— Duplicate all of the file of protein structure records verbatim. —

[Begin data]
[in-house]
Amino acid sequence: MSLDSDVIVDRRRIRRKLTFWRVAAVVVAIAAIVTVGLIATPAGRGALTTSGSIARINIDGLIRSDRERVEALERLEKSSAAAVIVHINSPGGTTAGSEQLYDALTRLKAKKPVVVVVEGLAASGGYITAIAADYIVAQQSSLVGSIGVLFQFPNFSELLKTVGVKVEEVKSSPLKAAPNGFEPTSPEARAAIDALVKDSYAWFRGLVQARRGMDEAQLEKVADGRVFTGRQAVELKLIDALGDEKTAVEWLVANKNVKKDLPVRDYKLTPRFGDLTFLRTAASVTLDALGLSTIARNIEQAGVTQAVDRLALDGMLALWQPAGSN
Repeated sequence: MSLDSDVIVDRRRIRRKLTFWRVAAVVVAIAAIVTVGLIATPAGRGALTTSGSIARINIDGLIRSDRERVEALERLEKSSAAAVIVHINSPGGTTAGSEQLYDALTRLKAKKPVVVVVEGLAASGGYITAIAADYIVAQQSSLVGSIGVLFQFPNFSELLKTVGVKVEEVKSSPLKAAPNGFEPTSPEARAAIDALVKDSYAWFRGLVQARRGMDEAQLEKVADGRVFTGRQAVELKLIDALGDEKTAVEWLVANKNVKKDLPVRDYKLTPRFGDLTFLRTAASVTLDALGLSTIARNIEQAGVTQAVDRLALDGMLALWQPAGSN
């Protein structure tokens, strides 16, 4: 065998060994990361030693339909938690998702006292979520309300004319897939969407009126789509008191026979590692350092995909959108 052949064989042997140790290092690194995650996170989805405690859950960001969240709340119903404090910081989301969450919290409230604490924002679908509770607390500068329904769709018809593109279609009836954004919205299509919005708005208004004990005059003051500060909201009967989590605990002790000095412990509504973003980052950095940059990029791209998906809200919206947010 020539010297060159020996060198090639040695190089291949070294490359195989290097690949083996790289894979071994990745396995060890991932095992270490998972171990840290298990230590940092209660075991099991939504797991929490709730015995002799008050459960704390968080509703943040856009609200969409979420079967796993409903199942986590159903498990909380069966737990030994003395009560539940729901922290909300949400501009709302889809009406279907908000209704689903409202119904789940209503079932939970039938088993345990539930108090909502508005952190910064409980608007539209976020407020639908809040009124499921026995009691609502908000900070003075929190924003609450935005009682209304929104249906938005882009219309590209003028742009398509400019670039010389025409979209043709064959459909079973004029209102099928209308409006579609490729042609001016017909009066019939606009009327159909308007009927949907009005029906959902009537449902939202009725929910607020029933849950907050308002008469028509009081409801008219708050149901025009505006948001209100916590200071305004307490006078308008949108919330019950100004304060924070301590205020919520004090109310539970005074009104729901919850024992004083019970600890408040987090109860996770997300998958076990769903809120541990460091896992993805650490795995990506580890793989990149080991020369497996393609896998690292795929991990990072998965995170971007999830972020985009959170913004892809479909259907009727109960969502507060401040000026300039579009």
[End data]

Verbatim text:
[in-house]
Amino acid sequence: MSLDSDVIVDRRRIRRKLTFWRVAAVVVAIAAIVTVGLIATPAGRGALTTSGSIARINIDGLIRSDRERVEALERLEKSSAAAVIVHINSPGGTTAGSEQLYDALTRLKAKKPVVVVVEGLAASGGYITAIAADYIVAQQSSLVGSIGVLFQFPNFSELLKTVGVKVEEVKSSPLKAAPNGFEPTSPEARAAIDALVKDSYAWFRGLVQARRGMDEAQLEKVADGRVFTGRQAVELKLIDALGDEKTAVEWLVANKNVKKDLPVRDYKLTPRFGDLTFLRTAASVTLDALGLSTIARNIEQAGVTQAVDRLALDGMLALWQPAGSN
Repeated sequence: MSLDSDVIVDRRRIRRKLTFWRVAAVVVAIAAIVTVGLIATPAGRGALTTSGSIARINIDGLIRSDRERVEALERLEKSSAAAVIVHINSPGGTTAGSEQLYDALTRLKAKKPVVVVVEGLAASGGYITAIAADYIVAQQSSLVGSIGVLFQFPNFSELLKTVGVKVEEVKSSPLKAAPNGFEPTSPEARAAIDALVKDSYAWFRGLVQARRGMDEAQLEKVADGRVFTGRQAVELKLIDALGDEKTAVEWLVANKNVKKDLPVRDYKLTPRFGDLTFLRTAASVTLDALGLSTIARNIEQAGVTQAVDRLALDGMLALWQPAGSN
């Protein structure tokens, strides 16, 4: 065998060994990361030693339909938690998702006292979520309300004319897939969407009126789509008191026979590692350092995909959108 052949064989042997140790290092690194995650996170989805405690859950960001969240709340119903404090910081989301969450919290409230604490924002679908509770607390500068329904769709018809593109279609009836954004919205299509919005708005208004004990005059003051500060909201009967989590605990002790000095412990509504973003980052950095940059990029791209998906809200919206947010 020539010297060159020996060198090639040695190089291949070294490359195989290097690949083996790289894979071994990745396995060890991932095992270490998972171990840290298990230590940092209660075991099991939504797991929490709730015995002799008050459960704390968080509703943040856009609200969409979420079967796993409903199942986590159903498990909380069966737990030994003395009560539940729901922290909300949400501009709302889809009406279907908000209704689903409202119904789940209503079932939970039938088993345990539930108090909502508005952190910064409980608007539209976020407020639908809040009124499921026995009691609502908000900070003075929190924003609450935005009682209304929104249906938005882009219309590209003028742009398509400019670039010389025409979209043709064959459909079973004029209102099928209308409006579609490729042609001016017909009066019939606009009327159909308007009927949907009005029906959902009537449902939202009725929910607020029933849950907050308002008469028509009081409801008219708050149901025009505006948001209100916590200071305004307490006078308008949108919330019950100004304060924070301590205020919520004090109310539970005074009104729901919850024992004083019970600890408040987090109860996770997300998958076990769903809120541990460091896992993805650490795995990506580890793989990149080991020369497996393609896998690292795929991990990072998965995170971007999830972020985009959170913004892809479909259907009727109960969502507060401040000026300039579009």